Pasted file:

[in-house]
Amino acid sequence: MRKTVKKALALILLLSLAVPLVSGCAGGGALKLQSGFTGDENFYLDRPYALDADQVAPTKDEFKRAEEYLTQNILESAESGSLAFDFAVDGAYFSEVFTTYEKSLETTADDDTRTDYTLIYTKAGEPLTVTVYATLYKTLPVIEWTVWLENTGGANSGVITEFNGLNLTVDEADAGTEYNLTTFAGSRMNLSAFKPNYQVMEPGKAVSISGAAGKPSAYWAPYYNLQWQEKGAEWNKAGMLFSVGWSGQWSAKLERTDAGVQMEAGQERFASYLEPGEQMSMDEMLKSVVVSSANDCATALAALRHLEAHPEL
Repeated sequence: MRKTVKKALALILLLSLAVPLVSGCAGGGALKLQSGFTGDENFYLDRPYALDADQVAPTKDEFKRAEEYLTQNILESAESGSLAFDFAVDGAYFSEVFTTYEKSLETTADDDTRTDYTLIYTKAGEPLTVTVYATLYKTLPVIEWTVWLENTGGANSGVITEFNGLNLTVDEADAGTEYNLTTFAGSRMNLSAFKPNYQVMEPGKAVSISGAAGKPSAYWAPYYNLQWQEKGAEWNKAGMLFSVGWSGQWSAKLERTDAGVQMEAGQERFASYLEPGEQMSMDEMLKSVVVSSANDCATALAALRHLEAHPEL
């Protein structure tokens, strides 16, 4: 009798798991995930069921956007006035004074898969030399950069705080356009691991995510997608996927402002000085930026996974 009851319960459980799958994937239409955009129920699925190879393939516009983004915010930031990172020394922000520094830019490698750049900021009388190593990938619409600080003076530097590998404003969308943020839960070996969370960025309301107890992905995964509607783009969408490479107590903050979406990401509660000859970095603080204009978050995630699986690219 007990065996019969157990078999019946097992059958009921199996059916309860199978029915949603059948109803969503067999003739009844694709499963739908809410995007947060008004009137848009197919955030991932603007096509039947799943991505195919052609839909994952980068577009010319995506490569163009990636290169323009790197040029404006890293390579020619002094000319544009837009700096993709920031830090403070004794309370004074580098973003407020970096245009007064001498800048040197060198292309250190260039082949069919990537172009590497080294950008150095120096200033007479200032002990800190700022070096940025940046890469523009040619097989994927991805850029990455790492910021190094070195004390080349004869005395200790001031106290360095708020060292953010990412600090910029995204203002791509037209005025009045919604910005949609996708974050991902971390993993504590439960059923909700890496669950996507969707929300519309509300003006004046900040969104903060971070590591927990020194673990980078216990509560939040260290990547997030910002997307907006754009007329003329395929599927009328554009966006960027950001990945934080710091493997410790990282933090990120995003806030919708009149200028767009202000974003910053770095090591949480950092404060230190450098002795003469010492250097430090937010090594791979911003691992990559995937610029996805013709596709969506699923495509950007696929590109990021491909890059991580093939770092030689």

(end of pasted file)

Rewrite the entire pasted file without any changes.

[in-house]
Amino acid sequence: MRKTVKKALALILLLSLAVPLVSGCAGGGALKLQSGFTGDENFYLDRPYALDADQVAPTKDEFKRAEEYLTQNILESAESGSLAFDFAVDGAYFSEVFTTYEKSLETTADDDTRTDYTLIYTKAGEPLTVTVYATLYKTLPVIEWTVWLENTGGANSGVITEFNGLNLTVDEADAGTEYNLTTFAGSRMNLSAFKPNYQVMEPGKAVSISGAAGKPSAYWAPYYNLQWQEKGAEWNKAGMLFSVGWSGQWSAKLERTDAGVQMEAGQERFASYLEPGEQMSMDEMLKSVVVSSANDCATALAALRHLEAHPEL
Repeated sequence: MRKTVKKALALILLLSLAVPLVSGCAGGGALKLQSGFTGDENFYLDRPYALDADQVAPTKDEFKRAEEYLTQNILESAESGSLAFDFAVDGAYFSEVFTTYEKSLETTADDDTRTDYTLIYTKAGEPLTVTVYATLYKTLPVIEWTVWLENTGGANSGVITEFNGLNLTVDEADAGTEYNLTTFAGSRMNLSAFKPNYQVMEPGKAVSISGAAGKPSAYWAPYYNLQWQEKGAEWNKAGMLFSVGWSGQWSAKLERTDAGVQMEAGQERFASYLEPGEQMSMDEMLKSVVVSSANDCATALAALRHLEAHPEL
């Protein structure tokens, strides 16, 4: 009798798991995930069921956007006035004074898969030399950069705080356009691991995510997608996927402002000085930026996974 009851319960459980799958994937239409955009129920699925190879393939516009983004915010930031990172020394922000520094830019490698750049900021009388190593990938619409600080003076530097590998404003969308943020839960070996969370960025309301107890992905995964509607783009969408490479107590903050979406990401509660000859970095603080204009978050995630699986690219 007990065996019969157990078999019946097992059958009921199996059916309860199978029915949603059948109803969503067999003739009844694709499963739908809410995007947060008004009137848009197919955030991932603007096509039947799943991505195919052609839909994952980068577009010319995506490569163009990636290169323009790197040029404006890293390579020619002094000319544009837009700096993709920031830090403070004794309370004074580098973003407020970096245009007064001498800048040197060198292309250190260039082949069919990537172009590497080294950008150095120096200033007479200032002990800190700022070096940025940046890469523009040619097989994927991805850029990455790492910021190094070195004390080349004869005395200790001031106290360095708020060292953010990412600090910029995204203002791509037209005025009045919604910005949609996708974050991902971390993993504590439960059923909700890496669950996507969707929300519309509300003006004046900040969104903060971070590591927990020194673990980078216990509560939040260290990547997030910002997307907006754009007329003329395929599927009328554009966006960027950001990945934080710091493997410790990282933090990120995003806030919708009149200028767009202000974003910053770095090591949480950092404060230190450098002795003469010492250097430090937010090594791979911003691992990559995937610029996805013709596709969506699923495509950007696929590109990021491909890059991580093939770092030689």